Having an implanted tooth is becoming more common, as the idea of cosmetically improving ourselves becomes more widely accepted. The fitting of a prosthetic is fast, relatively non-invasive, and will leave you with a natural looking smile.
After the surgery, however, there is a chance that complications that can occur if your hygiene regime isn’t up to scratch. But we’ve provided a brief summary of how to keep your implants nice and clean.
What are implants?
For those that aren’t familiar with this treatment, here’s a short introduction. The implants are a small prosthetic tooth that’s implanted below your gum line and into your jawbone, then over time, the bone heals back over this, to provide a stable platform for the tooth to bond to.
When you ask to be fitted with dental implants in Milton Keynes you tend to run into two general types, the Endosteal and Subperiosteal. The first option is the most common and is as we described above, whilst the latter is fitted below the gum line but above the bone. This tends to be used if there isn’t enough healthy bone in your jawline to bond to, or if reconstruction is not an option.
At Northlight Dental our team will strive to provide a quick procedure that leaves you with a natural looking tooth, with minimal discomfort. We will also provide a wealth of information to you on how to keep it clean and avoid any problems.
Complications from implants
After you have been fitted for dental implants in Milton Keynes, there may be complications that can occur if you don’t look after your new tooth.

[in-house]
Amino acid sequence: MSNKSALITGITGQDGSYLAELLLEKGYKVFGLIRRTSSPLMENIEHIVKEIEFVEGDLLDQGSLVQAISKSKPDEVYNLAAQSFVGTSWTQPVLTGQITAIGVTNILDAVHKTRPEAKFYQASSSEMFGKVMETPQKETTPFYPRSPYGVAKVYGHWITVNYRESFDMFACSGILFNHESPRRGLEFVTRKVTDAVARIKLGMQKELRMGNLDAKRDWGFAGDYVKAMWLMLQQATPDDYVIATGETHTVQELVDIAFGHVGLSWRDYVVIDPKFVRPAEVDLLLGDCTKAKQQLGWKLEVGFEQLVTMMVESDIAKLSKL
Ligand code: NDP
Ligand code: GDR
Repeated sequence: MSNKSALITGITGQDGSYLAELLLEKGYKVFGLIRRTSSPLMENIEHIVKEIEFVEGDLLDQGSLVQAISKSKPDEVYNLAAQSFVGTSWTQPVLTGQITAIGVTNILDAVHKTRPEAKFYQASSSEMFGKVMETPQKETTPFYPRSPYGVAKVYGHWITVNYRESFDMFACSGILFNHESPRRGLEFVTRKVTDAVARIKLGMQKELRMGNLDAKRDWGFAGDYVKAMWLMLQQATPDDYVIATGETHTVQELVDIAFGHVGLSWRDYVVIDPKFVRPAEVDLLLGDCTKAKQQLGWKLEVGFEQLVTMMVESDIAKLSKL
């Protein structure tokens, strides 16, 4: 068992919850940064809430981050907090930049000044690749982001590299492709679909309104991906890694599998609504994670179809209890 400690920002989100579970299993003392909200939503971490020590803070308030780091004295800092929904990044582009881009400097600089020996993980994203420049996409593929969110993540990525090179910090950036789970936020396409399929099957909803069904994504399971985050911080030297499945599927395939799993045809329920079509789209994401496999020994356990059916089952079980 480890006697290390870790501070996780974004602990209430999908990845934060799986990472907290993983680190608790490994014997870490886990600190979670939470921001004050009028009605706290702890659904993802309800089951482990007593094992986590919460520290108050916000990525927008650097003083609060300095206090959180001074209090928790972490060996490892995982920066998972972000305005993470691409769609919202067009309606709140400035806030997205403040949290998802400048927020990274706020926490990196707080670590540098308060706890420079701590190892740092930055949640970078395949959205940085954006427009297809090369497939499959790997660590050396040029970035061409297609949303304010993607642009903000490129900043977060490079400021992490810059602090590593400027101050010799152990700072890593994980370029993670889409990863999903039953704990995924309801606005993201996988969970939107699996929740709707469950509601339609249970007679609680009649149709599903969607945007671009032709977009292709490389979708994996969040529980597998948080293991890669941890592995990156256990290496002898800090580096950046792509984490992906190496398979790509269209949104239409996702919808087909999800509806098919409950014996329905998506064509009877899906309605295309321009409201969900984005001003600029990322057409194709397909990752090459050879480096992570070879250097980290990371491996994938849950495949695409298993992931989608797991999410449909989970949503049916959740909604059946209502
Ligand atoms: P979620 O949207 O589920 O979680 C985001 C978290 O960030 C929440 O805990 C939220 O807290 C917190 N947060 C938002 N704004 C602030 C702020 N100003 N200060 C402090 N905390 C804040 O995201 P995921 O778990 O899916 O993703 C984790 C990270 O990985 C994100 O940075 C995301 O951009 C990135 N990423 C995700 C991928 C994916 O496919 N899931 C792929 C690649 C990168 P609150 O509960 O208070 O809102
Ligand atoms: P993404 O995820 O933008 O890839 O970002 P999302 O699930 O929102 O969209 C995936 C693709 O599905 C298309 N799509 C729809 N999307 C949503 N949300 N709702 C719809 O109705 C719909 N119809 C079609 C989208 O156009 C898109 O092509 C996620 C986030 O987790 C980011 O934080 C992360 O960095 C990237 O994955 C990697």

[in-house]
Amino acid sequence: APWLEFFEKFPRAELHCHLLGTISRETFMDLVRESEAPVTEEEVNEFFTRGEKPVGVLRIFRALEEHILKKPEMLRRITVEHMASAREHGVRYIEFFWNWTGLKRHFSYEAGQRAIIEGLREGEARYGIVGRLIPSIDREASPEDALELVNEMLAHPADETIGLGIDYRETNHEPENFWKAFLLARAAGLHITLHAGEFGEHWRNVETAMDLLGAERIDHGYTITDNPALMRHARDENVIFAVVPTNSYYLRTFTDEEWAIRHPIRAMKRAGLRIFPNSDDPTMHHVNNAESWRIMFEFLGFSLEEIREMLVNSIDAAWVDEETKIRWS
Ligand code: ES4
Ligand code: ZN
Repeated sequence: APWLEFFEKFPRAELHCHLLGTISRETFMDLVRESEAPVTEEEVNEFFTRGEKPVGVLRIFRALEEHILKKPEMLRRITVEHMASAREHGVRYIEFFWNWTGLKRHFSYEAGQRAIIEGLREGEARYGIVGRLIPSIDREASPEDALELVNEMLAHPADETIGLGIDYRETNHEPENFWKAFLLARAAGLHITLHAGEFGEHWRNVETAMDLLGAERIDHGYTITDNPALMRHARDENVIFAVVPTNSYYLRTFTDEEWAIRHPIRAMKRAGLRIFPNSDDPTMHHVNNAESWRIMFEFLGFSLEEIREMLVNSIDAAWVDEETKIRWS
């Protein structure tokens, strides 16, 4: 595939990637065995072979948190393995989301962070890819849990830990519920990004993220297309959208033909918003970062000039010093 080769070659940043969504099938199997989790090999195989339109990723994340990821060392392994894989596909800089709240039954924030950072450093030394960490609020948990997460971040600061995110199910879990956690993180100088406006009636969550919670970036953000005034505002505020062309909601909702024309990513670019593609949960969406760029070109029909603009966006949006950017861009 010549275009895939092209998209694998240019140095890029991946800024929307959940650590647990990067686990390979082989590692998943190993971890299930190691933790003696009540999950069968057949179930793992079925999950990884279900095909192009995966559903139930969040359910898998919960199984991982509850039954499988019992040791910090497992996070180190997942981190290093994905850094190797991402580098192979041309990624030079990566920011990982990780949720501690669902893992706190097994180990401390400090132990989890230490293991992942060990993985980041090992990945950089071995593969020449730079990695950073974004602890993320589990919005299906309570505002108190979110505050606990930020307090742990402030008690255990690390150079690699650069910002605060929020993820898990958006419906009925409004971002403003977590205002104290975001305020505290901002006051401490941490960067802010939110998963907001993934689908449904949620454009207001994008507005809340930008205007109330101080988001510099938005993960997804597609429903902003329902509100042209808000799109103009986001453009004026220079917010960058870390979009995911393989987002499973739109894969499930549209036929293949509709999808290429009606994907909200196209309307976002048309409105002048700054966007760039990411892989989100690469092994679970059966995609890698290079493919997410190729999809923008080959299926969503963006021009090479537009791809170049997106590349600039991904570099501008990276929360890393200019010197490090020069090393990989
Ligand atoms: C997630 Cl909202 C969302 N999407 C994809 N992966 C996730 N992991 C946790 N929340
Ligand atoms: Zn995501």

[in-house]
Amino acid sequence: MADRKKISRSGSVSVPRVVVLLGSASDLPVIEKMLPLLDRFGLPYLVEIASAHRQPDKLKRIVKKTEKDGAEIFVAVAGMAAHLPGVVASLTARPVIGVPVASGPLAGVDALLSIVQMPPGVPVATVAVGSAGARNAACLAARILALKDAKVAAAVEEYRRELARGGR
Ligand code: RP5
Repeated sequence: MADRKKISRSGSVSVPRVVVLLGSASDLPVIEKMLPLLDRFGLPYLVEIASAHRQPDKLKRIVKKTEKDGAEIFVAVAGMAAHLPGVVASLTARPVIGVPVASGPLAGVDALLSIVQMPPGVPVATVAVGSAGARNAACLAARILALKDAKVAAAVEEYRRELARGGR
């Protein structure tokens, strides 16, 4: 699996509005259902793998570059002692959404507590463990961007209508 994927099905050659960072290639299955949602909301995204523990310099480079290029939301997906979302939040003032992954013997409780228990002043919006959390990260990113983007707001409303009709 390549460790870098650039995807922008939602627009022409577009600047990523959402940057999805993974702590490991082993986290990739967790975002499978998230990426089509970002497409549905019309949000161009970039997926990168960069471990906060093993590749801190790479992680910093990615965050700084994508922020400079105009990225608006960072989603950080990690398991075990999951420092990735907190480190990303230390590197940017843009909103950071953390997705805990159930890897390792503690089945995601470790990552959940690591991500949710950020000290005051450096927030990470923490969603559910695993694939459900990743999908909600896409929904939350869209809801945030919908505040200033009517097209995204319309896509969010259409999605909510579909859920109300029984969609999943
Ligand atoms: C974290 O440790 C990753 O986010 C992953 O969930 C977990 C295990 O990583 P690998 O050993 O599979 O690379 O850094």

Peri-implantitus occurs when the gums around the dental implant become inflamed along with being deterioration in the bone holding the dental implant. Over time, this can cause your implant to become loose, and it can also further degrade the surrounding bone if it goes untreated.
Our recommendations to counteract this is to maintain a good oral hygiene routine, in order to keep your new tooth nice and clean.
Methods for cleaning
Generally, you can keep your implant nice and shiny by brushing it, as you would the rest of your teeth, although try to avoid pressing too hard as you may damage it. Electric toothbrushes can also manage the job just fine, but if you’re still unsure, then there are special implant brushes with angled necks and slim bristles that you can try.
If your tooth is located at the front of your mouth, then the gaps and the strength you put into cleaning can make it tricky. Try to gently press your brush and avoid pulling too hard with floss between the gaps in your teeth.
For implants located near the back you need to be extra careful, as these are usually fitted by replacing the three roots with one titanium root, which can make it a little unstable if you’re not careful. For these, we recommend using interdental brushes, to gently rub this area free of plaque.
Methods for cleaning complex implants
For more complicated structures, such as bridges or artificial gums, we suggest using a tool called a Water Flosser, to keep your implant free from any food particles.
Hopefully this has helped clear up a few things about the implantation process, as well as providing a couple of handy cleaning tips. For further information ask your dentist.